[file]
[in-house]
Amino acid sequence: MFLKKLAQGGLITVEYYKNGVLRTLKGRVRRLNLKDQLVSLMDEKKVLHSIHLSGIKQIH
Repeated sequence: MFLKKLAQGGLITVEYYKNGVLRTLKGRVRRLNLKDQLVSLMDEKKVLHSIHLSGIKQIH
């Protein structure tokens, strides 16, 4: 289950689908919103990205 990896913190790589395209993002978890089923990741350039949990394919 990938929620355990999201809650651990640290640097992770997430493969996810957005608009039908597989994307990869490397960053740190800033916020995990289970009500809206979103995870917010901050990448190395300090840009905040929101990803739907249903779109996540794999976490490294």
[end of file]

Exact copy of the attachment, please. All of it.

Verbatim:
[in-house]
Amino acid sequence: MFLKKLAQGGLITVEYYKNGVLRTLKGRVRRLNLKDQLVSLMDEKKVLHSIHLSGIKQIH
Repeated sequence: MFLKKLAQGGLITVEYYKNGVLRTLKGRVRRLNLKDQLVSLMDEKKVLHSIHLSGIKQIH
């Protein structure tokens, strides 16, 4: 289950689908919103990205 990896913190790589395209993002978890089923990741350039949990394919 990938929620355990999201809650651990640290640097992770997430493969996810957005608009039908597989994307990869490397960053740190800033916020995990289970009500809206979103995870917010901050990448190395300090840009905040929101990803739907249903779109996540794999976490490294």